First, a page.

Ruth Reichl is a Food writer’s food writer. For ten years, she presided over Gourmet Magazine, building it into a repository of fascinating stories. They were must-reads for those of us who really care about the food we eat. But as Gourmet rushed headlong into the Internet age, it suffered. Declines in Print Ad spending were one thing. Consumers consumed by the idea of getting in and out of the kitchen in as little time as possible were another. The general dumbing down of food culture was witnessed on TV’s Food Channel. It all led to Gourmet’s demise. Oddly, when summoned back to New York from a publicity tour for her monumental Gourmet Today (2009) cookbook, Ms. Reichl knew nothing of the plans to shutter the magazine entirely. Instead, she and her fellow staffers, some of whom had spent their entire careers at the magazine, shuffled into a conference room. There they were told that the magazine would be closed that very day. The galleys for its December issue left at the printers, would never to see the light of day. If it was viewed as a tragedy by its readers, like me, it dealt a body blow to Ms. Reichl. It took her fully a year to recover. This marvelous book in the result of that year of struggle.
|Bread cooked in a Dutch Oven|
This is a cook’s book. If you love cooking, if you see it as a means of self-expression, and not just as a means of feeding your family and friends, you will adore this book. Every page either affirms something you knew or teaches you something you didn’t. For consistently sized breadcrumbs, use the Blender, not the Cuisinart. If you buy stew beef instead of a chuck roast, the meat will not cook evenly. You can cook a great loaf of bread in a Dutch Oven. Every page seems to have one of these and it’s all poetry to a cook’s ears. She “gathers”, she “showers”, she “zings”. And she introduces you to some beautiful food.
|My Heirloom Tomato Soup|
That is how I came to her recipe for Grilled Cheese sandwiches. New York has suddenly gone from 72 degrees on Christmas Day to 12 degrees in the bat of an eye. Comfort food is called for on a daily basis. And what is more comforting than a grilled cheese sandwich? Its ideal companion is, to my way of thinking, a bowl of tomato soup. I happened to have canned some Heirloom Tomato soup which I’d brought along from Bridgehampton. You can be forgiven for using Campbell’s Cream of Tomato soup as long as you promise to cook it with milk, not water, and as long as you spike it with some cream just before serving.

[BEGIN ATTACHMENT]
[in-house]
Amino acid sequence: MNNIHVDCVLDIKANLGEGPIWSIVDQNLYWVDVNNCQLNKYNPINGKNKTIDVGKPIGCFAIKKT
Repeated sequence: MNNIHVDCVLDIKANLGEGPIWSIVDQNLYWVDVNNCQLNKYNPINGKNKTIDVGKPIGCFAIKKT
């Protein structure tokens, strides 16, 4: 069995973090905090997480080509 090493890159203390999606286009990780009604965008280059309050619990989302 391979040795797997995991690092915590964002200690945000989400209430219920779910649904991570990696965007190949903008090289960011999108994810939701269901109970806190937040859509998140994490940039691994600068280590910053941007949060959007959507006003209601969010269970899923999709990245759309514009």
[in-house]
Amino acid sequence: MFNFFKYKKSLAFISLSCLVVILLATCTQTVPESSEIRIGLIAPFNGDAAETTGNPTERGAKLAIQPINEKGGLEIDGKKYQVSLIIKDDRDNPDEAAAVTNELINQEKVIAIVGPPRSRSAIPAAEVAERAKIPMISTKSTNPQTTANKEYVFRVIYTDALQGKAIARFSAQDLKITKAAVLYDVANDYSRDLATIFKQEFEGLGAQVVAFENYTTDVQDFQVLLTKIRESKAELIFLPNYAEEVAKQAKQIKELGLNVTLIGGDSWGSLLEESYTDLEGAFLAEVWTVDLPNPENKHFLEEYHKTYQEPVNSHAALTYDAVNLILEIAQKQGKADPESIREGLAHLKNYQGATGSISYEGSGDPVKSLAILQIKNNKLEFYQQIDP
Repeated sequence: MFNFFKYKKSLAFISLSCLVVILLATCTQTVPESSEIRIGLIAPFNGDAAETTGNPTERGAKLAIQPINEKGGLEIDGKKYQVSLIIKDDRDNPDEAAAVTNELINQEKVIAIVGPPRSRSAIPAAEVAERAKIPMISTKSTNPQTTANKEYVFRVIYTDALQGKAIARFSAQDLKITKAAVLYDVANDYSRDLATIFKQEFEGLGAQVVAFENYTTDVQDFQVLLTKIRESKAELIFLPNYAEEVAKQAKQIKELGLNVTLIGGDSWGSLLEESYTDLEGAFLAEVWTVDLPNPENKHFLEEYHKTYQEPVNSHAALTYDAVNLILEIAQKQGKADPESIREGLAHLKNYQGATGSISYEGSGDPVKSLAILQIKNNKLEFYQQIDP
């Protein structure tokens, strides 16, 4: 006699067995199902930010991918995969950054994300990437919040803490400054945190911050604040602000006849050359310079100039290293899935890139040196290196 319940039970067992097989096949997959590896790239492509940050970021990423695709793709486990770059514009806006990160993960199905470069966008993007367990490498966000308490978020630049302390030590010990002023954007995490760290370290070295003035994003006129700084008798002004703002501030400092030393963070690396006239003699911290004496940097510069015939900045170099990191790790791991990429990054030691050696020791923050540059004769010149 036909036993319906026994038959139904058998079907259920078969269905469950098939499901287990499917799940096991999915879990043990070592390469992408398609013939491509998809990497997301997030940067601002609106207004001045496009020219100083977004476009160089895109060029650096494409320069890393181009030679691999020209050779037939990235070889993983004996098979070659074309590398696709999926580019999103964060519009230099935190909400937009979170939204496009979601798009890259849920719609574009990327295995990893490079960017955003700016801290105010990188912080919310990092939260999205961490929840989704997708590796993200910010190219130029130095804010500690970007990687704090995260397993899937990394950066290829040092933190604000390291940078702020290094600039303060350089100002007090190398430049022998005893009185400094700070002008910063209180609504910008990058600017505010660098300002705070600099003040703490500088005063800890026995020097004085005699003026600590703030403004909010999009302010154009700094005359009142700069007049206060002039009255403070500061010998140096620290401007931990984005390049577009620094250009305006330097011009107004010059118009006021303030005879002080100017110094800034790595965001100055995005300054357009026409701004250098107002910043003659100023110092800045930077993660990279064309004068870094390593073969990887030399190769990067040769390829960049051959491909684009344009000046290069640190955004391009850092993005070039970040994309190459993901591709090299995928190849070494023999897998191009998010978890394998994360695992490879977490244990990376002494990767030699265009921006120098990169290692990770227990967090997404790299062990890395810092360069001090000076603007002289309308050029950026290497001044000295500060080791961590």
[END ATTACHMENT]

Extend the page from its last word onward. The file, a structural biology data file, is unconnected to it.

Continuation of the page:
|Ruth’s Diva of Grilled Cheese.|
Ms.Reichl entitled her recipe “The Diva of Grilled Cheese”, which to Andrew, at least, was a bit of a misnomer. That’s because it is not a conventional grilled cheese at all. Instead it relies on a mixture of virtually any kind of onion you have on hand –shallots, red onions or yellow or white, scallions, leeks and garlic—and the best cheddar cheese you can find. I confess to having added 4 cut up strips of bacon because if you are going to add onions, I felt free to add it as another crisp, flavorful element to the sandwich. You may certainly leave it out. This will likely not be the last you’ll hear of Ms. Reichl’s book on these pages. There are just too many recipes that I cannot wait to try. But it’s a start. Here is the recipe:
1. Gather a group of shallots, leeks, scallions, and an onion red, yellow, or white—as many members of the allium family as you have on hand—and chop them into a small heap.
2. Add a minced clove of garlic. Grate a few generous handfuls of the best cheddar you can afford (Montgomery is particularly appealing), set a little aside, and gently combine the rest with the onion mixture.
3. Butter one side of thickly sliced bread and heap as much of the mixture as possible between the slices.
4. Spread a thin layer of mayonnaise on the outside of the bread (this will keep it from scorching on the griddle).
5. Press the reserved grated cheese to the outside of the bread, where it will create a wonderfully crisp and shaggy crust, giving your sandwich an entirely new dimension.
6. Fry on a heated griddle or in a skillet about 4 minutes a side, until the cheese is softly melted.